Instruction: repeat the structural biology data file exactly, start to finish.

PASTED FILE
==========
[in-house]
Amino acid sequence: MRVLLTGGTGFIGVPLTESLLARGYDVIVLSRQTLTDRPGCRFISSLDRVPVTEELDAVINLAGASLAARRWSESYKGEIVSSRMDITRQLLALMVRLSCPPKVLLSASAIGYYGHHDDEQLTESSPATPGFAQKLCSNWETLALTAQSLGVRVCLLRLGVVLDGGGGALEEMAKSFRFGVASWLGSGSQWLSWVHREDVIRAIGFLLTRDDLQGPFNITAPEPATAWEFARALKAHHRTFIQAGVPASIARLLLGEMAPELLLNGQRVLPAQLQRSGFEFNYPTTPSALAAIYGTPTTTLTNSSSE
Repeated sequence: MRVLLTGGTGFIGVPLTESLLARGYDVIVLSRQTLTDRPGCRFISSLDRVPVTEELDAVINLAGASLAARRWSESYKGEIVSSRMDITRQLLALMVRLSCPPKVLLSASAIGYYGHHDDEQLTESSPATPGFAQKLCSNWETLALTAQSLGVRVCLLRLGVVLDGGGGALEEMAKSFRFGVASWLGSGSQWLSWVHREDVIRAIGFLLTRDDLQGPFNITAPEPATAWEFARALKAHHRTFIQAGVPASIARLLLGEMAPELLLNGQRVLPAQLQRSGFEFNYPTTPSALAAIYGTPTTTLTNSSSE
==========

[in-house]
Amino acid sequence: MRVLLTGGTGFIGVPLTESLLARGYDVIVLSRQTLTDRPGCRFISSLDRVPVTEELDAVINLAGASLAARRWSESYKGEIVSSRMDITRQLLALMVRLSCPPKVLLSASAIGYYGHHDDEQLTESSPATPGFAQKLCSNWETLALTAQSLGVRVCLLRLGVVLDGGGGALEEMAKSFRFGVASWLGSGSQWLSWVHREDVIRAIGFLLTRDDLQGPFNITAPEPATAWEFARALKAHHRTFIQAGVPASIARLLLGEMAPELLLNGQRVLPAQLQRSGFEFNYPTTPSALAAIYGTPTTTLTNSSSE
Repeated sequence: MRVLLTGGTGFIGVPLTESLLARGYDVIVLSRQTLTDRPGCRFISSLDRVPVTEELDAVINLAGASLAARRWSESYKGEIVSSRMDITRQLLALMVRLSCPPKVLLSASAIGYYGHHDDEQLTESSPATPGFAQKLCSNWETLALTAQSLGVRVCLLRLGVVLDGGGGALEEMAKSFRFGVASWLGSGSQWLSWVHREDVIRAIGFLLTRDDLQGPFNITAPEPATAWEFARALKAHHRTFIQAGVPASIARLLLGEMAPELLLNGQRVLPAQLQRSGFEFNYPTTPSALAAIYGTPTTTLTNSSSE